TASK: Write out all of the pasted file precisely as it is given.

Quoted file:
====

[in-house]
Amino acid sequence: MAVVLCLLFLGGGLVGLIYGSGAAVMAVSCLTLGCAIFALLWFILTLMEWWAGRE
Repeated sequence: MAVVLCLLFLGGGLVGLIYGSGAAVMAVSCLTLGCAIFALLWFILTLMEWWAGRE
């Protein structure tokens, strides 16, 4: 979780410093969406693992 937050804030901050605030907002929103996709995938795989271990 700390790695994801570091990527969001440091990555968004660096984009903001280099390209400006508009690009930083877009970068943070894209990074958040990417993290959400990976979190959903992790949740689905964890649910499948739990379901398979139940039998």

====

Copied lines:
[in-house]
Amino acid sequence: MAVVLCLLFLGGGLVGLIYGSGAAVMAVSCLTLGCAIFALLWFILTLMEWWAGRE
Repeated sequence: MAVVLCLLFLGGGLVGLIYGSGAAVMAVSCLTLGCAIFALLWFILTLMEWWAGRE
């Protein structure tokens, strides 16, 4: 979780410093969406693992 937050804030901050605030907002929103996709995938795989271990 700390790695994801570091990527969001440091990555968004660096984009903001280099390209400006508009690009930083877009970068943070894209990074958040990417993290959400990976979190959903992790949740689905964890649910499948739990379901398979139940039998």